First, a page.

which did not come up to a line with us, though our division had twice cleared the rifle-pits in their front.
The position above indicated we held during the afternoon of the 23d, 24th, and the former part of the 25th of November.
At 9 a.m. on the 25th, under orders, our pickets drove the enemy back to their rifle-pits at the foot of Missionary Ridge. At 11 a.m. I received an order to prepare for an advance, and to advance toward Missionary Ridge at the signal of six rapid cannon shots.
I understand since that the order was given to take only the
rifle-pits at the ridge; by what accident, I am unable to say, I did not understand it so; I only understood the order to advance.
I formed the brigade, the first line, Fifteenth Ohio, Forty-ninth Ohio, Twenty-fifth Illinois, Thirty-fifth Illinois; second line, Thirty-second Indiana, Eighty-ninth Illinois, Eighth Kansas,
Sixty-eighth Indiana; last reserve, Fifteenth Wisconsin. Both lines deployed on account of the heavy artillery fire we were exposed to.
On the given signal the brigade advanced in quick time, but shell and spherical case fell very thick, and all the regiments
double-quicked until they reached the rebel rifle-pits and camps at the foot of the ridge, driving the enemy's infantry before them, all his artillery being on the crest of the ridge. It was evident to every one that to stay in this position would be certain destruction and final defeat; every soldier felt the necessity of saving the day and the campaign by conquering, and every one saw instinctively that the only place of safety was in the enemy's works on the crest of the ridge.
My adjutant, Captain Schmitt, was already at the extreme left. I sent my aide, Lieutenant McGrath, and ordnance officer, Lieutenant Foot (who on this occasion was wounded by a shell), to different regiments, I myself, with my inspector, Lieutenant Green, went to the Eight Kansas,a nd the command forward was soon heard all along the lines, though I verily believe that even without any command the regiments would have stormed, as a great number of skirmishers were already climbing up the ridge before the command was given.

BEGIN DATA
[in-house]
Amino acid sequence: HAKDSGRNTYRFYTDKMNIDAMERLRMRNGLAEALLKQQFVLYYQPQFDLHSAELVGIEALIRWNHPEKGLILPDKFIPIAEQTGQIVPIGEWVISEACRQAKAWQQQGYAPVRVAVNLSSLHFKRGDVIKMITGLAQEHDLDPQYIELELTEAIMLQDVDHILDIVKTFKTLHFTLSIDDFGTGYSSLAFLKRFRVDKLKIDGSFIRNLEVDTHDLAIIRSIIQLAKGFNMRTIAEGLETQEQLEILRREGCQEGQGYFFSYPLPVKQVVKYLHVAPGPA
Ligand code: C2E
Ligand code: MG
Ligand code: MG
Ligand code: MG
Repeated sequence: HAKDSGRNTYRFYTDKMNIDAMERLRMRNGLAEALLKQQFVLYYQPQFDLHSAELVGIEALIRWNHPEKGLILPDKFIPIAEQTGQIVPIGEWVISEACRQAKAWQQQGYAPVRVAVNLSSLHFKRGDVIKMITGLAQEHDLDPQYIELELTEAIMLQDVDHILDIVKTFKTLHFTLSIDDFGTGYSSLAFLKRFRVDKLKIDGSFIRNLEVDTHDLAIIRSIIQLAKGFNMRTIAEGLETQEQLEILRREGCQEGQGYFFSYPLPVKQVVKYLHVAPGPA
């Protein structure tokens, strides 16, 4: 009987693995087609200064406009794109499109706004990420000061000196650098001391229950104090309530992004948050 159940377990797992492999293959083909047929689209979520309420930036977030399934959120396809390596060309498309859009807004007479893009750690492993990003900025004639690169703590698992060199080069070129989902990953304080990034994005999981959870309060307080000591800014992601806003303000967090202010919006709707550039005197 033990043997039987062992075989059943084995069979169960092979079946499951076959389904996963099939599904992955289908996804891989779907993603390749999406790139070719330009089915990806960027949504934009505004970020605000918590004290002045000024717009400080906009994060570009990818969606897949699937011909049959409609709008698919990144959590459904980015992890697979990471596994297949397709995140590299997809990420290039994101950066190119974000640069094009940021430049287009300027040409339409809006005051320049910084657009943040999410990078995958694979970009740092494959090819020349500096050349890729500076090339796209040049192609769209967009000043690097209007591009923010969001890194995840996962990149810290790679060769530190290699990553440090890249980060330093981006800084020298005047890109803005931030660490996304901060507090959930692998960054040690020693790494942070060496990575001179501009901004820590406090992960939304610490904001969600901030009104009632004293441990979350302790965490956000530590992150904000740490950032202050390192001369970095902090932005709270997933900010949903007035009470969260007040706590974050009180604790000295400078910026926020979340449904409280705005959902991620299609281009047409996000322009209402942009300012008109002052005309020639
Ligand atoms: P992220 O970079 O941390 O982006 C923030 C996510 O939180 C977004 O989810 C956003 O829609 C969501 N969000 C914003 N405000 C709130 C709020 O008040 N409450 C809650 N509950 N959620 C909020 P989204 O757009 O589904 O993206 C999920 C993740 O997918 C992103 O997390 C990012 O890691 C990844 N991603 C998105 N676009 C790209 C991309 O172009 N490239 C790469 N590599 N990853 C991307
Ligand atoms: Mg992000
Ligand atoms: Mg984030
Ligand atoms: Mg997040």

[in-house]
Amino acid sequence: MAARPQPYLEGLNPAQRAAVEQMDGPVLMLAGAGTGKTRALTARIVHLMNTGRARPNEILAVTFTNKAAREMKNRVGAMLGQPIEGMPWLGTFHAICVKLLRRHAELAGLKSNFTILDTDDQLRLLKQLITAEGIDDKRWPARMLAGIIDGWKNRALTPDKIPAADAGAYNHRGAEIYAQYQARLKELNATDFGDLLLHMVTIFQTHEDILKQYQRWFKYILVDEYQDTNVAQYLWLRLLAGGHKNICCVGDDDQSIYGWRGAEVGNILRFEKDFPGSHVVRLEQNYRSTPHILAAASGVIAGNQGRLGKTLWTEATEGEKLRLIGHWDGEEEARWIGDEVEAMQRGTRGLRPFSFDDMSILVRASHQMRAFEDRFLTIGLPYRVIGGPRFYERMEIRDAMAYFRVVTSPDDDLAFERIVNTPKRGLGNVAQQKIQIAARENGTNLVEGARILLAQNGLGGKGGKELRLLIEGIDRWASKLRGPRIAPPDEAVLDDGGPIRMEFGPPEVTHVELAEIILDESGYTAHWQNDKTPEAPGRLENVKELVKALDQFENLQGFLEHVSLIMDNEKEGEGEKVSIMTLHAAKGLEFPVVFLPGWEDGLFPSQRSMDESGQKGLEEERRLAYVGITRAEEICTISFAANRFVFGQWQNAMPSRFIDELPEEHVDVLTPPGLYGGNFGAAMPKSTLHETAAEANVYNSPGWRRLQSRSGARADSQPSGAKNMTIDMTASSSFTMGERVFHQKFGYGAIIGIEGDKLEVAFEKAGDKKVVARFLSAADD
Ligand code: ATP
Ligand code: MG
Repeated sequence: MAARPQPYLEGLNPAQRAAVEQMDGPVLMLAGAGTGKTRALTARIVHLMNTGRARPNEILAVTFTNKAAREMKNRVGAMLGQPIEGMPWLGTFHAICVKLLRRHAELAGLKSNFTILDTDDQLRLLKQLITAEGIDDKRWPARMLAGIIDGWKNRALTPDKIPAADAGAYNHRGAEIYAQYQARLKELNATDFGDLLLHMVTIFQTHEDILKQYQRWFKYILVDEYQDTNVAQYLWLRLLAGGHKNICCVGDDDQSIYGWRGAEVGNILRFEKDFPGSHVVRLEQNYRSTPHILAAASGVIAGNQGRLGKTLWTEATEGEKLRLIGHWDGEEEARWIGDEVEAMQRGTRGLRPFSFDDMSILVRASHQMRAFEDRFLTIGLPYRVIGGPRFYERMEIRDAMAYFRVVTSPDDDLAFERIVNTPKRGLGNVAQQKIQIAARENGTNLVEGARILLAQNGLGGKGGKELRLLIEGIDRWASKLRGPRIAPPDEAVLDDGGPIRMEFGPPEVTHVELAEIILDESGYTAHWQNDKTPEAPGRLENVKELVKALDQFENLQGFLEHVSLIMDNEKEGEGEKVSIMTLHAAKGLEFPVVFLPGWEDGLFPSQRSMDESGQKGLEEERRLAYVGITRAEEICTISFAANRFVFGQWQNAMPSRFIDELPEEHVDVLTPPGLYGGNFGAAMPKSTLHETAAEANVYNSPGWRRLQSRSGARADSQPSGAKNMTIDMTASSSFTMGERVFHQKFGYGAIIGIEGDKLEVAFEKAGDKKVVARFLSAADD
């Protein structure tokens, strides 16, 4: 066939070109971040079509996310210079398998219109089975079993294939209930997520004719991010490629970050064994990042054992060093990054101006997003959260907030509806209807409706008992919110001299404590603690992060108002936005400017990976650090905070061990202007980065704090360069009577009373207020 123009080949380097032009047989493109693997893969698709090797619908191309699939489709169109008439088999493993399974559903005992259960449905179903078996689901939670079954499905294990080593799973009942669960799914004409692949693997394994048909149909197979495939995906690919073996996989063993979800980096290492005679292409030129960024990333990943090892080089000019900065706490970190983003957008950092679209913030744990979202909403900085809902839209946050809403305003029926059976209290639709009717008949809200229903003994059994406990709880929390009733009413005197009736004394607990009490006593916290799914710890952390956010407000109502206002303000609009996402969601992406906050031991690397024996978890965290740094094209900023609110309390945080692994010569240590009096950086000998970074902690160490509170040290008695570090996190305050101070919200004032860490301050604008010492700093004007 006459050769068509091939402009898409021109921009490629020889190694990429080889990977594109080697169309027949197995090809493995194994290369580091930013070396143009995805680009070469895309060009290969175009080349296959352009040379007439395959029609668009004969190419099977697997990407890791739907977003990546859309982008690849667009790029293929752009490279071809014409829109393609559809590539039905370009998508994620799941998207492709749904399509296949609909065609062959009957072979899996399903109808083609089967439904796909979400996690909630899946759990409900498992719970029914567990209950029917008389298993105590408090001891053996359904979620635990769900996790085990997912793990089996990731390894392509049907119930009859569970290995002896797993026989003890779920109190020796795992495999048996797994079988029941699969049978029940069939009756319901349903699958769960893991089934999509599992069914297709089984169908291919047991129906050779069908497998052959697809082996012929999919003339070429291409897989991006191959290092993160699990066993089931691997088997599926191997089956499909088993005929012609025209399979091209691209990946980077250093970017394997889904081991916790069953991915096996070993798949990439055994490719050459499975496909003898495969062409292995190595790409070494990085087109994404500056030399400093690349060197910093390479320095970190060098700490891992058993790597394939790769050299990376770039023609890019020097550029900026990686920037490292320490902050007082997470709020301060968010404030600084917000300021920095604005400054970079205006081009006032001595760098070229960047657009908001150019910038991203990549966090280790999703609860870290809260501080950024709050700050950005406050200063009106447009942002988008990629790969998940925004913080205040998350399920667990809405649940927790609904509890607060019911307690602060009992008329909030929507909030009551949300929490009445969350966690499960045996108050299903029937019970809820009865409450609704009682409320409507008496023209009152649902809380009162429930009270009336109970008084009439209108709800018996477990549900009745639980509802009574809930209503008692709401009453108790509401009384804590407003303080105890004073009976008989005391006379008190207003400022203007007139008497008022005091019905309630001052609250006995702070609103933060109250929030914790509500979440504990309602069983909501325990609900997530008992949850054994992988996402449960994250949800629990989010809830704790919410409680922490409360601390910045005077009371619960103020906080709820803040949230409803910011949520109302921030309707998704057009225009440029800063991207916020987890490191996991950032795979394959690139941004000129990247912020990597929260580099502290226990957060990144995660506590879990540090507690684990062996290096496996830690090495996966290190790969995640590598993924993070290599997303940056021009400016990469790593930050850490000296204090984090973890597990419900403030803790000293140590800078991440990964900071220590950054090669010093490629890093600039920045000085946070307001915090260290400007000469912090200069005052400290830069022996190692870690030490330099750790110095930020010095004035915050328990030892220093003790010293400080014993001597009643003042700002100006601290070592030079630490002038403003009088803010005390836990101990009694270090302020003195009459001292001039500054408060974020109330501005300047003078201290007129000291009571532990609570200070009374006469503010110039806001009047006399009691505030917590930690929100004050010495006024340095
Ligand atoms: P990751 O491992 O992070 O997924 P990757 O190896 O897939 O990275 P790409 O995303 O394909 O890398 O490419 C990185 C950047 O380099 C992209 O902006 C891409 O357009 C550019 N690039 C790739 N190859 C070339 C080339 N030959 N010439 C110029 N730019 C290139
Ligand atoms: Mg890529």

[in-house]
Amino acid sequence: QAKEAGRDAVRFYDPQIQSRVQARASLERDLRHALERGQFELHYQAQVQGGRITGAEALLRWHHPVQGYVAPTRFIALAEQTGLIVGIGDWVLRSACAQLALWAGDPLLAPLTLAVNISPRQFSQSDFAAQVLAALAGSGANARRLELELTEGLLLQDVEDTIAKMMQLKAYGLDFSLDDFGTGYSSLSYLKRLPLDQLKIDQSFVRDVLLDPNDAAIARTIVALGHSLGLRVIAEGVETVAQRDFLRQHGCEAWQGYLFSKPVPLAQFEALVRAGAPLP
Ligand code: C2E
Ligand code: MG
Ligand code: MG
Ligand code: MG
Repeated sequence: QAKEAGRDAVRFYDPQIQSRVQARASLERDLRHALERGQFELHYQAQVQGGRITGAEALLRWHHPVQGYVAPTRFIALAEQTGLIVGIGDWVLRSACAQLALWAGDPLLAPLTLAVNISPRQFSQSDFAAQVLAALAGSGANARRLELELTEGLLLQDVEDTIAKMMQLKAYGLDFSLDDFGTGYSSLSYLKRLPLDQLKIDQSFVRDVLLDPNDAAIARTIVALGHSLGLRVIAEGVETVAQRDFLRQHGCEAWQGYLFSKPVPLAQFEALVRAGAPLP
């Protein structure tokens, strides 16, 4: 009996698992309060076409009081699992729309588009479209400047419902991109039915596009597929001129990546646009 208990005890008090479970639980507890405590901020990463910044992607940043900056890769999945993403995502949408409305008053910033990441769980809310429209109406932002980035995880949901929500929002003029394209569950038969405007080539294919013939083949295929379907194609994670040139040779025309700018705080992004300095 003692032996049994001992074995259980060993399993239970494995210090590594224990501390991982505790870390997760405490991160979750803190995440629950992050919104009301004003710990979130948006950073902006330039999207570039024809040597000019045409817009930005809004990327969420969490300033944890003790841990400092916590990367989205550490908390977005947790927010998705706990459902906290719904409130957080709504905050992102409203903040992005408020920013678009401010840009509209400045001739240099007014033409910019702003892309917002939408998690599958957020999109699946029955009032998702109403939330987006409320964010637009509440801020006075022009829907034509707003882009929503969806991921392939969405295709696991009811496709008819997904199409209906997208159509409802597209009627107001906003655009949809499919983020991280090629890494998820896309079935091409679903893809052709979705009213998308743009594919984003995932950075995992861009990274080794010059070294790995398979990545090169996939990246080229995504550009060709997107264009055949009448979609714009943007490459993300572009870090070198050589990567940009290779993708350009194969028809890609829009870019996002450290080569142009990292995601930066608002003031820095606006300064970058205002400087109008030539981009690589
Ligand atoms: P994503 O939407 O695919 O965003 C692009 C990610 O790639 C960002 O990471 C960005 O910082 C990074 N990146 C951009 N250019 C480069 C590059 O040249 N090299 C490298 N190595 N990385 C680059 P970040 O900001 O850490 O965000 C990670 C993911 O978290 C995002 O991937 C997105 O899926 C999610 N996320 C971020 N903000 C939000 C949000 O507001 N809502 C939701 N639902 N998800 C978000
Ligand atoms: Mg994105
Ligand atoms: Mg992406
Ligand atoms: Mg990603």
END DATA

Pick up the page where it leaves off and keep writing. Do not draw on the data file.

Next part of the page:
The part of the ridge which fell to the share of my brigade formed a kind of a crescent; two roads,one on the right, one on the left, leading up the hill, there joining with the roads on the crest of their ridge and forming the main road to Chickamauga Station, the only good line of retreat of the enemy.
The ascent was (in the closer quarters) defended by one battery to the right and two batteries to the left, on two different sallying points.
Many men fell down exhausted in climbing up under the enemy's fire, some fainted, but irresistible was the general advance.
What so often is uttered in eloquent speeches in comfortable salons, in State houses, and in halls of Congress, "Victory or death," was here an uncomfortable reality. The right of the brigade reached first, and mounted the enemy's breastworks, consisting of men from all the regiments of the center and right. From these works they had to charge the rallying enemy and received the fire from the batteries on the right and on the left. The battery on the right was taken in a very few moments by the right of mine and the left of General Hazen's brigade. The Thirty-second Indiana and Sixth Ohio claim the honor of being the first to plant their colors on the crest; but a few moments [elapsed] and all the colors of the brigade were in the enemy's works. The Thirty-fifth Illinois, Twenty-fifth Illinois, supported